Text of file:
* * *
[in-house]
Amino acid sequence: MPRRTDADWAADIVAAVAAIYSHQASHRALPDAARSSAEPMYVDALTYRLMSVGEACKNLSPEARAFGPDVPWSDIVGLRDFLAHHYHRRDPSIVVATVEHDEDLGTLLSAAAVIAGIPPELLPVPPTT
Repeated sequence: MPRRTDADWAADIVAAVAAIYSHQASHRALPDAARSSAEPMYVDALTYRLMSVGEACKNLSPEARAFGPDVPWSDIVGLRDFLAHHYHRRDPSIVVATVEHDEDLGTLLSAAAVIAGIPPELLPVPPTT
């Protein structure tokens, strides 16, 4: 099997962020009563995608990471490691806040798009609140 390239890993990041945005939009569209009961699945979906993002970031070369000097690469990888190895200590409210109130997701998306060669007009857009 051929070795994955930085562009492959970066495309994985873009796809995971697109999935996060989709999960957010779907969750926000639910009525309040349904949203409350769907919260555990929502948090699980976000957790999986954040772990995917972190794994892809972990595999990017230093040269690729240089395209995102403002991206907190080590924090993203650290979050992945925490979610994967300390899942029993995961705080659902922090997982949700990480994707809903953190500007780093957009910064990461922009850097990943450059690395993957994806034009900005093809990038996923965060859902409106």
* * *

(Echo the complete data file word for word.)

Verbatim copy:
[in-house]
Amino acid sequence: MPRRTDADWAADIVAAVAAIYSHQASHRALPDAARSSAEPMYVDALTYRLMSVGEACKNLSPEARAFGPDVPWSDIVGLRDFLAHHYHRRDPSIVVATVEHDEDLGTLLSAAAVIAGIPPELLPVPPTT
Repeated sequence: MPRRTDADWAADIVAAVAAIYSHQASHRALPDAARSSAEPMYVDALTYRLMSVGEACKNLSPEARAFGPDVPWSDIVGLRDFLAHHYHRRDPSIVVATVEHDEDLGTLLSAAAVIAGIPPELLPVPPTT
């Protein structure tokens, strides 16, 4: 099997962020009563995608990471490691806040798009609140 390239890993990041945005939009569209009961699945979906993002970031070369000097690469990888190895200590409210109130997701998306060669007009857009 051929070795994955930085562009492959970066495309994985873009796809995971697109999935996060989709999960957010779907969750926000639910009525309040349904949203409350769907919260555990929502948090699980976000957790999986954040772990995917972190794994892809972990595999990017230093040269690729240089395209995102403002991206907190080590924090993203650290979050992945925490979610994967300390899942029993995961705080659902922090997982949700990480994707809903953190500007780093957009910064990461922009850097990943450059690395993957994806034009900005093809990038996923965060859902409106």